Bridging the Family Business Gap
Growing up in an entrepreneurial family has many challenges and rewards. While other people’s parents had mainstream jobs, my dad was an inventor, engineer and a trailblazer. In 1982, he launched Precision Measurement Engineering (PME), a premier manufacturer of fresh water and oceanographic monitoring devices. The company has since evolved from a one-man operation to a million-dollar corporation with more than 10 employees and devices all over the world. I was groomed to inherit my father’s vision and follow in his footsteps, whether or not I realized it.
In the early years, the company was run out of our family home. When I was nine, my sister and I had jobs spray-painting oceanographic floats in the backyard; manufacturing was in the garage, and the office management was in our home office. The business did not make a lot of money for many years. My parents withdrew a small salary to pay essential bills, but we spent summers at home and occasionally took a quick camping trip. We were loved, taught to work hard and the family business was ingrained in all we did. In 2005, several years after I graduated from college, my father offered me a full-time job to overhaul the company website. By then, PME was grossing US$200,000 a year in a 1,300-square-foot commercial suite. My first week on the job, my dad walked up to me and said, “After you complete the website, I’m not sure we’ll have enough work for you.”
Ten years later, I am the CEO of PME, and we are grossing close to US$1.3 million a year. Today, new processes and systems are in place, and we are actively emphasizing strategy, growth and focus. We are tracking time, managing product efficiencies, broadening our outreach, forming new partnerships, and developing unique and innovative products. We have renewed energy, new employees and a deep desire to not only grow business revenue and profits, but to grow our team, customer satisfaction and brand. But getting to this point wasn’t easy. I had to learn how to bridge the gap between first- and second-generation business owners, which was a unique and rewarding exercise.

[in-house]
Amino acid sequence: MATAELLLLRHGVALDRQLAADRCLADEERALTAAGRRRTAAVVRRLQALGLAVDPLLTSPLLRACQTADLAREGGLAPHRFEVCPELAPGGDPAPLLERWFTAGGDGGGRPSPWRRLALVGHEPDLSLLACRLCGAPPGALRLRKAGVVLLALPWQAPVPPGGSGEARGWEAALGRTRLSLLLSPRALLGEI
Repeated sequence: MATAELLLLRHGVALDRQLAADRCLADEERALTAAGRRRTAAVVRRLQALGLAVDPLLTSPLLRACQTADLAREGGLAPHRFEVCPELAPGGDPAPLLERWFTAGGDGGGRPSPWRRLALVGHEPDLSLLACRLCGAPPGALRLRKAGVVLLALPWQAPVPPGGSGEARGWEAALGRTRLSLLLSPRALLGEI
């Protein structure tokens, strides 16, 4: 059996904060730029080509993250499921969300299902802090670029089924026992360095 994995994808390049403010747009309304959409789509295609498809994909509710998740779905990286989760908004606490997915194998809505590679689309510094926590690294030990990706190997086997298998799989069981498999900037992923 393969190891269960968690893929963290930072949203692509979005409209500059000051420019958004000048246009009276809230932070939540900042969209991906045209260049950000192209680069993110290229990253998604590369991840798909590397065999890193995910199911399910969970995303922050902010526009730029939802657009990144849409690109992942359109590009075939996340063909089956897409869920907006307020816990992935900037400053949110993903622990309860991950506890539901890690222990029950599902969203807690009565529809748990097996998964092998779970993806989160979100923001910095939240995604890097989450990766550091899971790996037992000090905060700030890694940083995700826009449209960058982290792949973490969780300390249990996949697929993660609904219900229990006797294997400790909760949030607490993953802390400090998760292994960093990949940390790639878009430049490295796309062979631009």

It was challenging trying to unite two generations who have very different ideas regarding management to align our visions and goals. It took time and results before my parents began to fully trust my ideas. Things that seemed basic to me, like building employee morale through lunches and baseball games, were foreign to my parents. They couldn’t understand the need for time management or the value of hiring a salesperson. They slowly realized how labor time per product could be calculated and that the management systems I was implementing filtered to the bottom line, which had been negative for so many years. We now have 70% gross margins and 30% profit margins, which helped convince my parents to relinquish control and have faith in my plans. The whole process made me feel empowered and emboldened me to continue moving forward.
I am extremely proud of what my dad accomplished, and I feel fortunate to continue his legacy. Looking back, my journey has afforded me various lessons learned. For starters, don’t give up on yourself. Find your voice and assert new ideas, because progress never happens when things stay the same. Also, have empathy. The family business is held close to the hearts of both generations, and even though you may feel unheard, it is more about fear; fear of not being in control, the unknown and losing your identity. Communication is also important. Constantly share your feelings, wants and needs. Be open about your vision and goals, and understand that they may not necessarily align with those of the first generation. Finally, leave the business at work and focus on family at home. This can be difficult, but I’ve learned it is essential to maintaining the core family dynamic and relationships.
Kristin Elliott is an EO San Diego member and the CEO of Precision Measurement Engineering, a pioneer in crafting environmental monitoring instruments. Contact Kristin at
firstname.lastname@example.org. Photo credit: Tim Yargeau (Streamline Media)